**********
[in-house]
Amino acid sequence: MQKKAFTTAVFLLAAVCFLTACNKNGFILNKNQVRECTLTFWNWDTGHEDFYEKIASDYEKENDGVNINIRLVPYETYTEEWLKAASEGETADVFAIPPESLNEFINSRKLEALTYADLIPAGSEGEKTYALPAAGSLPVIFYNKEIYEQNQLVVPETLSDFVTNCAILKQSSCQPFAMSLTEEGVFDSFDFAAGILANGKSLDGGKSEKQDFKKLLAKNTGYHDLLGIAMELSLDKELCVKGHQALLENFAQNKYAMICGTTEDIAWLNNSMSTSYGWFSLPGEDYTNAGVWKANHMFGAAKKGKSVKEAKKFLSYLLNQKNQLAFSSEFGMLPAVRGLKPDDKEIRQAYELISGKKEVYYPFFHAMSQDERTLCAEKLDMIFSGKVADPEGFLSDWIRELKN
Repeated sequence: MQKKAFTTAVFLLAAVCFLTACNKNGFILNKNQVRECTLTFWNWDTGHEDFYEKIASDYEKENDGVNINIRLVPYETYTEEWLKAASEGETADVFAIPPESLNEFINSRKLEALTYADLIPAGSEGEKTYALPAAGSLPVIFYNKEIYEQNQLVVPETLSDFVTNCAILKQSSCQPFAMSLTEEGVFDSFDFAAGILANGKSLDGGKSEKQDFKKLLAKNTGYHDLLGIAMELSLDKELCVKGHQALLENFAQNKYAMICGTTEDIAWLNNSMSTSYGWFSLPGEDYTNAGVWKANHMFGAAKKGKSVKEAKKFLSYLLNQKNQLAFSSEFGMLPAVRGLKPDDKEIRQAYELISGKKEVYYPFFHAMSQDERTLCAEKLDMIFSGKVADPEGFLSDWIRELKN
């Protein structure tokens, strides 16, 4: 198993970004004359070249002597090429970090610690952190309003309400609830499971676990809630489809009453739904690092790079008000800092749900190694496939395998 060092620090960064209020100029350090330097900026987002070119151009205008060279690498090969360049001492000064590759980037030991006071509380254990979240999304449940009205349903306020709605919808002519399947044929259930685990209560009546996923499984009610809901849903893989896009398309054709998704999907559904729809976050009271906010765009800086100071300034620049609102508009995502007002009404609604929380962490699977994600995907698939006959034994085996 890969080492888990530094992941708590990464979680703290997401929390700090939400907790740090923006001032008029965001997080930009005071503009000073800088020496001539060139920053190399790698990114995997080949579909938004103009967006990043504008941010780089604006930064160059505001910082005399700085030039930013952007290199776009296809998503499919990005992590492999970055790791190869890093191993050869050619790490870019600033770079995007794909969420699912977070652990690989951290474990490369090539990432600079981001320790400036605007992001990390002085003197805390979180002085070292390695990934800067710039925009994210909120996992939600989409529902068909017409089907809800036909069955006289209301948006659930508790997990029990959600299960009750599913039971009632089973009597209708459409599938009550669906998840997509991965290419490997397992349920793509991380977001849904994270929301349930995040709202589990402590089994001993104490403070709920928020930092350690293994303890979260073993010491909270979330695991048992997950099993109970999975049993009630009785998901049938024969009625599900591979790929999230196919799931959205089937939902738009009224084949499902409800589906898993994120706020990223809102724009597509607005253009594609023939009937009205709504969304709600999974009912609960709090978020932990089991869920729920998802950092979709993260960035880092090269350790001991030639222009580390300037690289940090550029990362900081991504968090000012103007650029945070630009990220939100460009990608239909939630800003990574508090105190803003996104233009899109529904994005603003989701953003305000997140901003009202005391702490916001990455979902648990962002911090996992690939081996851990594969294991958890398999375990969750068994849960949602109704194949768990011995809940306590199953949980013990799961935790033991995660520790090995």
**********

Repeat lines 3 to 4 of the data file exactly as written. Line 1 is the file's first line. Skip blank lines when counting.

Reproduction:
Repeated sequence: MQKKAFTTAVFLLAAVCFLTACNKNGFILNKNQVRECTLTFWNWDTGHEDFYEKIASDYEKENDGVNINIRLVPYETYTEEWLKAASEGETADVFAIPPESLNEFINSRKLEALTYADLIPAGSEGEKTYALPAAGSLPVIFYNKEIYEQNQLVVPETLSDFVTNCAILKQSSCQPFAMSLTEEGVFDSFDFAAGILANGKSLDGGKSEKQDFKKLLAKNTGYHDLLGIAMELSLDKELCVKGHQALLENFAQNKYAMICGTTEDIAWLNNSMSTSYGWFSLPGEDYTNAGVWKANHMFGAAKKGKSVKEAKKFLSYLLNQKNQLAFSSEFGMLPAVRGLKPDDKEIRQAYELISGKKEVYYPFFHAMSQDERTLCAEKLDMIFSGKVADPEGFLSDWIRELKN
């Protein structure tokens, strides 16, 4: 198993970004004359070249002597090429970090610690952190309003309400609830499971676990809630489809009453739904690092790079008000800092749900190694496939395998 060092620090960064209020100029350090330097900026987002070119151009205008060279690498090969360049001492000064590759980037030991006071509380254990979240999304449940009205349903306020709605919808002519399947044929259930685990209560009546996923499984009610809901849903893989896009398309054709998704999907559904729809976050009271906010765009800086100071300034620049609102508009995502007002009404609604929380962490699977994600995907698939006959034994085996 890969080492888990530094992941708590990464979680703290997401929390700090939400907790740090923006001032008029965001997080930009005071503009000073800088020496001539060139920053190399790698990114995997080949579909938004103009967006990043504008941010780089604006930064160059505001910082005399700085030039930013952007290199776009296809998503499919990005992590492999970055790791190869890093191993050869050619790490870019600033770079995007794909969420699912977070652990690989951290474990490369090539990432600079981001320790400036605007992001990390002085003197805390979180002085070292390695990934800067710039925009994210909120996992939600989409529902068909017409089907809800036909069955006289209301948006659930508790997990029990959600299960009750599913039971009632089973009597209708459409599938009550669906998840997509991965290419490997397992349920793509991380977001849904994270929301349930995040709202589990402590089994001993104490403070709920928020930092350690293994303890979260073993010491909270979330695991048992997950099993109970999975049993009630009785998901049938024969009625599900591979790929999230196919799931959205089937939902738009009224084949499902409800589906898993994120706020990223809102724009597509607005253009594609023939009937009205709504969304709600999974009912609960709090978020932990089991869920729920998802950092979709993260960035880092090269350790001991030639222009580390300037690289940090550029990362900081991504968090000012103007650029945070630009990220939100460009990608239909939630800003990574508090105190803003996104233009899109529904994005603003989701953003305000997140901003009202005391702490916001990455979902648990962002911090996992690939081996851990594969294991958890398999375990969750068994849960949602109704194949768990011995809940306590199953949980013990799961935790033991995660520790090995």